Nari Lee and Gyöngyi Kovács
Intellectual property law has never been far from the international politics. With pandemic raging still in 2021 and the rise of vaccine nationalism, political economy forces us to re-assess system of exclusive rights in international trade agreements. Already contested balancing the incentive for research through exclusive rights and the access, current crisis has pushed intellectual property into hot water of international political economy again.
Since the beginning of COVID-19 pandemic, there have been already several calls for suspension or overriding of patents over COVID-19 drugs and vaccines both from civil society actors and a call from WTO member states (namely India and South Africa) for a waiver from WTO-TRIPs Agreement based obligation, which certainly restricts the global production and distribution during pandemic, since October 2020. A host of wealthy countries including US, EU, Canada and Japan have been opposing this call initially.
Even academics normally critical to the system of intellectually property have been cautious about the call for waiver because as intellectual property, particularly patent waiver alone would not increase the production or improve logistics of distribution whereas it would be set a dangerous precedent for limiting a constitutionally guaranteed private property right1. Moreover, not only ironing out the exemptions in WTO takes time, the final result may be quite limited in scope.
 Reto Hilty Director at the Max Planck Institute for Innovation and Competition is quoted to be saying, “Interfering with patent protection means playing with fire.” Interview by Michaela Hutterer, 15 March 2021, Available online: https://www.mpg.de/16579491/patent-protection-vaccines-covid-10-reto-hilty, retrieved on 7 May
We have already seen this with the HIV epidemic in Africa in 1999, which lead to a WTO-ministerial declaration in Doha in 2001, which finally ended as amendment to TRIPs Article 31bis in 2005. Yet it took effect only in 2017 and there are even some countries that have yet to accept that amendment in Article 31bis. Also as result of this, TRIPs has instituted procedure to allow a light ‘patent waiver’ allowing exporting of compulsorily licensed patented pharmaceuticals from countries with manufacturing capacity such as India and South Africa to those countries without such capacity at all. Many industrialized countries chose not to use this waiver.
As it was then, so now the problems are manufacturing capacity, other proprietary information than patents, scope of waiver and logistical efficiency. Even when general manufacturing capacity exist, as is the case of India, there are concerns on specific capacity to produce safe and reliable vaccines and drugs for treatment. Also, as the formal procedure for allowing manufacturing will take time and by the time when the measures are formally adopted, the demand for vaccines may look different, whereas the demand for medicine to treat would increase. There are trade secrets and confidential data as well as no codified knowledge related to the production which research pharmaceutical companies may choose not to reveal, for fear of losing confidentiality not against the governmental authorities but against potential competitors and generic manufacturers. If the scope of this waiver is limited to COVID-19 vaccines, which we fear would be the case, then after the demand for vaccine subsides, problem of access to treatment would still remain. Finally, logistical inefficiency in distribution may even make the newly increase supply go waste. From a supply chain perspective, the earlier a patent is made free, the earlier any company can even think of setting up production. Pharmaceutical production takes years to set up from scratch, much more viable is production changeover of existing pharmaceutical production lines, and within that, at sites that have worked with specific types of vaccines before. Globally, only a few selected sites have worked with mRNA vaccines before. Even for those, production changeover will take about 3-6 months, assuming expedited quality control and paperwork. What is more, it is not only vaccines but many of their ingredients that are in short supply, i.e. there are some current bottlenecks upstream the supply chain. More production sites would be needed for those as well.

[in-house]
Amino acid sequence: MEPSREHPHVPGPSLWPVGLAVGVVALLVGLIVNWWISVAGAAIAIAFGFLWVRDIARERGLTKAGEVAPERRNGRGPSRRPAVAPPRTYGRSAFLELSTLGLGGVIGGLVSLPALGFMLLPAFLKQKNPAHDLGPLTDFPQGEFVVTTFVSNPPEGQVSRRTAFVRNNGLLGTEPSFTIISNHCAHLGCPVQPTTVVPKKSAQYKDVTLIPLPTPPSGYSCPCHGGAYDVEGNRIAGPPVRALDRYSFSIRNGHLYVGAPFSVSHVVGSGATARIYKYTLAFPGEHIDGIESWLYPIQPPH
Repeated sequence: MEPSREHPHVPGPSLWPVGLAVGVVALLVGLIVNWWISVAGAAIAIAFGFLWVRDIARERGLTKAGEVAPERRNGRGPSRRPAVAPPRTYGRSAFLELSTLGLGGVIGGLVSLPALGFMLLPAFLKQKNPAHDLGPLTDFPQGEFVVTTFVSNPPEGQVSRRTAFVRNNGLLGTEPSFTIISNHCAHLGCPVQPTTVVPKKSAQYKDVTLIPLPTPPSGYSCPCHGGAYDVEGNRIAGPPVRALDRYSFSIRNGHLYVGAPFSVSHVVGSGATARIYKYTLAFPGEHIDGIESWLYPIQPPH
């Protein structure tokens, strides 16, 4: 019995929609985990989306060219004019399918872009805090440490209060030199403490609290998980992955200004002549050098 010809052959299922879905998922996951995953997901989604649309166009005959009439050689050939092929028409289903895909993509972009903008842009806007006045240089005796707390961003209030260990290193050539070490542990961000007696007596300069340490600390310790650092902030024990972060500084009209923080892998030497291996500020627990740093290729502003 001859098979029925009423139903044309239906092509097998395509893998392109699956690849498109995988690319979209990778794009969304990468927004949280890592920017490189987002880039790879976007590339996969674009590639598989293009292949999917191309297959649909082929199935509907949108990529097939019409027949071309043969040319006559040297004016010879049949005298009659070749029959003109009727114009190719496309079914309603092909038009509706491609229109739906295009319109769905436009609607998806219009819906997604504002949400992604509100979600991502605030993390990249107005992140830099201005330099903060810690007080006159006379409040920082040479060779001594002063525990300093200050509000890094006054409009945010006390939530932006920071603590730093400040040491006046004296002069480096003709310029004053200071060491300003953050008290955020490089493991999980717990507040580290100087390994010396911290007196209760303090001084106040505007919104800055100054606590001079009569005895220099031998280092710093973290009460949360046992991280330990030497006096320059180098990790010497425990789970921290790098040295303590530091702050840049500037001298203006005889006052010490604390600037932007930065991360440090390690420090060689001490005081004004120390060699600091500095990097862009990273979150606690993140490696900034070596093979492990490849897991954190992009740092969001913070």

Knowing all these, US and EU announced that they will consider intellectual property waiver, potentially upsetting research pharmaceutical companies. So why these largely symbolic gestures? It means that these politicians aim to take the role of international leaders working toward public health. Maybe to give message to pharmaceutical company – a message to collaborate and negotiate better prices for the vaccines. We are also optimistic. We sincerely hope that this means after all these years of academic inks spilled on trying to persuade the governments of the rich countries to think about intellectual property protection in a more balanced manner, and to take fairness seriously. Those efforts are perhaps showing some impact finally and we would see some roll back in expansionist policies in protecting knowledge and information, globally.
Nari Lee is professor of Intellectual property law at Hanken School of Economics. For research on fairness and intellectual property law, contact Prof. Nari Lee and FAME-IP Project (https://harisportal.hanken.fi/sv/projects/fairness-morality-and-equality-in-international-and-european-inte/)
Gyöngyi Kovács is Erkko Professor in Humanitarian Logistics, Humanitarian Logistics and Supply Chain Research Institute, Supply Chain Management & Social Responsibility,
For research on medical supply chain in the COVID-19 pandemic, contact Prof. Gyöngyi Kovács and the HERoS project (www.heros-project.eu)
Blog entry also on IPRinfo: https://iprinfo.fi/